One of the promises of converged infrastructure is that it simplifies the acquisition of server, storage and networking technologies inside a single product. The tradeoff, however, has been that the only way to scale out additional capacity has been to buy entire sets of integrated systems. In theory, that approach can work, but in reality the demands for additional compute and storage capacity or network bandwidth never uniformly increase at the same time.
To give customers a more modular approach to converged infrastructure, NetApp partnered with Cisco to create the FlexPod portfolio of integrated servers. More loosely coupled then rival integrated systems, the FlexPod series combines NetApp storage with Cisco Unified Compute System (UCS) and 10G Ethernet Nexus switches.
This week, the two companies announced an expansion of the FlexPod alliance that adds the latest NetApp E-Series storage systems and Cisco Nexus switches to the FlexPod lineup along with a distribution of Hadoop from Cloudera on the highest-end member of the FlexPod series.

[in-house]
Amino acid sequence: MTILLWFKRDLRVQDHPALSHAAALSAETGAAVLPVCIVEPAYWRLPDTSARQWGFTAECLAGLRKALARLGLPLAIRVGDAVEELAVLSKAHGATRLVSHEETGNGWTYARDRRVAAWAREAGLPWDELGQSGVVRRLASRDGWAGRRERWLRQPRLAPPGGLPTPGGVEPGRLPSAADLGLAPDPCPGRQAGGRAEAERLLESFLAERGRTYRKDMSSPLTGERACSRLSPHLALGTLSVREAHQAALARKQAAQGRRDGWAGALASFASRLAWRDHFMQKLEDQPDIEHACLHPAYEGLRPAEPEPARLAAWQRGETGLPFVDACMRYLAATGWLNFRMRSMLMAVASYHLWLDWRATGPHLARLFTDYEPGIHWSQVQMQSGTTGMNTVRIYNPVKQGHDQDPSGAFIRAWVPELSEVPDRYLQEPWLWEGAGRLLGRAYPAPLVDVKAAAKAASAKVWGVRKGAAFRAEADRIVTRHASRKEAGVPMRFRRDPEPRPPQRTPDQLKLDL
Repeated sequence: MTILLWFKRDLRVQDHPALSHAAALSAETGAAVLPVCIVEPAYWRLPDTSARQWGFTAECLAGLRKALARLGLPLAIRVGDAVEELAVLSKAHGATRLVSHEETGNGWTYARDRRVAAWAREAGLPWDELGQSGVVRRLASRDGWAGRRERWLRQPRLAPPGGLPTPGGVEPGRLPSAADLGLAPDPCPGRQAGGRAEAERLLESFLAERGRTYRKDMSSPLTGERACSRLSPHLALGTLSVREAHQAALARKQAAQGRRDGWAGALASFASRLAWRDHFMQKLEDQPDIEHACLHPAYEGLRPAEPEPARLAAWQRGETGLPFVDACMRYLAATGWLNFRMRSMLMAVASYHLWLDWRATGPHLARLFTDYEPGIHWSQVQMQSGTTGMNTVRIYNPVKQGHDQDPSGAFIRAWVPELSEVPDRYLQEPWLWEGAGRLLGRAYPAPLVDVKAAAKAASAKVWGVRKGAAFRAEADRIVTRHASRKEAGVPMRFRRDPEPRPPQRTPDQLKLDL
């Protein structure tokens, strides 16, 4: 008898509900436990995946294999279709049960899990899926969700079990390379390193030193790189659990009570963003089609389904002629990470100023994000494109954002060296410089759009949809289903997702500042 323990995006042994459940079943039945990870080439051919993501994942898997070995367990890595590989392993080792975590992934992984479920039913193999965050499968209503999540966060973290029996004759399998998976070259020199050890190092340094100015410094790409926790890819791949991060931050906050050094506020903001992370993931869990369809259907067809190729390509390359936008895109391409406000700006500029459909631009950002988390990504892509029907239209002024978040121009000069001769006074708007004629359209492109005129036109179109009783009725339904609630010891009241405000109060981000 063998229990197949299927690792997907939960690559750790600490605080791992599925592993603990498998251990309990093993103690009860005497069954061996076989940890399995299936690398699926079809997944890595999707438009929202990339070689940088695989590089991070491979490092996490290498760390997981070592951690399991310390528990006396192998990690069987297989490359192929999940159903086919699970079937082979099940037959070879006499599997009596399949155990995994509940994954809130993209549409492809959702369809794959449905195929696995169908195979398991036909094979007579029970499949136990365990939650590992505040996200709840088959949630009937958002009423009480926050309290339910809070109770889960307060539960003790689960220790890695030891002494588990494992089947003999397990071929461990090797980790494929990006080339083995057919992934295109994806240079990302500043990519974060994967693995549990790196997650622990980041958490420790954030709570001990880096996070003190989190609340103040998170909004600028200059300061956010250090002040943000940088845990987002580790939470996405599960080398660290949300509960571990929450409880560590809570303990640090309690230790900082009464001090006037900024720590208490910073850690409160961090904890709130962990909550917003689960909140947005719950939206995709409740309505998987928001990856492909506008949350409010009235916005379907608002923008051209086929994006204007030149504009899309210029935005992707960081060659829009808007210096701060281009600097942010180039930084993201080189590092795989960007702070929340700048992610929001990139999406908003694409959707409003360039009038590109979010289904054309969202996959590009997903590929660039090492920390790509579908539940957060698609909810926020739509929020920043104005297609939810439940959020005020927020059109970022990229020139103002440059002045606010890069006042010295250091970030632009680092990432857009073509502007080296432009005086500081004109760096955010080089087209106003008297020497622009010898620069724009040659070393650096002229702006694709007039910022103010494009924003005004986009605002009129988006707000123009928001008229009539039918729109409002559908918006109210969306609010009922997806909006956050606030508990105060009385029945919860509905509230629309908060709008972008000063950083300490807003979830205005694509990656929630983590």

According to Brendon Howe, vice president of product and solutions marketing for NetApp, the FlexPod series brings the benefits of lower cost of acquisition and increased manageability to IT organizations without constraining how those systems can scale out over time.
As part of an effort to make it easier to acquire those systems, the two companies also announced this week that they are unifying the financing they make available to customers looking to deploy FlexPod systems.
NetApp claims to have 2,400 customers using FlexPod systems, which would put it fairly even with EMC in terms of the number of Cisco UCS systems that have storage attached to them from EMC. In addition to EMC, of course, integrated server competition based on converged architectures comes from IBM, HP, Dell and Hitachi Data Systems. Cisco has made a name for itself in the server space thanks to the jump on rivals that it gained with Cisco UCS. The degree to which Cisco can consolidate and expand those gains remains to be seen. But as the server market evolves, it’s pretty clear that customers are looking for systems that provide lower costs and simplified manageability without compromising any of the flexibility they need to scale out those investments over time.